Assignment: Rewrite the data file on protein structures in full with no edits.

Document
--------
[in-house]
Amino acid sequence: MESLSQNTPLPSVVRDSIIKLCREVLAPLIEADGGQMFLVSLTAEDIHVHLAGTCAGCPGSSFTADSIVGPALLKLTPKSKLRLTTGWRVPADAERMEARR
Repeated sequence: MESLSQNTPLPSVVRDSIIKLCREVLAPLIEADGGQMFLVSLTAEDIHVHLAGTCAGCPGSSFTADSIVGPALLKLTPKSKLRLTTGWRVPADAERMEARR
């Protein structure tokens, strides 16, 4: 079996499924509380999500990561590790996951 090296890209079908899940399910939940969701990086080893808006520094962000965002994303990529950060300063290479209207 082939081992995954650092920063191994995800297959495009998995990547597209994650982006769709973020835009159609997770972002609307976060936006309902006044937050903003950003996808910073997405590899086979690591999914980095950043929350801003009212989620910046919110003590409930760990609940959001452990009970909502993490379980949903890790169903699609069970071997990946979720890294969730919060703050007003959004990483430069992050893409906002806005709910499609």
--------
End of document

[in-house]
Amino acid sequence: MESLSQNTPLPSVVRDSIIKLCREVLAPLIEADGGQMFLVSLTAEDIHVHLAGTCAGCPGSSFTADSIVGPALLKLTPKSKLRLTTGWRVPADAERMEARR
Repeated sequence: MESLSQNTPLPSVVRDSIIKLCREVLAPLIEADGGQMFLVSLTAEDIHVHLAGTCAGCPGSSFTADSIVGPALLKLTPKSKLRLTTGWRVPADAERMEARR
């Protein structure tokens, strides 16, 4: 079996499924509380999500990561590790996951 090296890209079908899940399910939940969701990086080893808006520094962000965002994303990529950060300063290479209207 082939081992995954650092920063191994995800297959495009998995990547597209994650982006769709973020835009159609997770972002609307976060936006309902006044937050903003950003996808910073997405590899086979690591999914980095950043929350801003009212989620910046919110003590409930760990609940959001452990009970909502993490379980949903890790169903699609069970071997990946979720890294969730919060703050007003959004990483430069992050893409906002806005709910499609």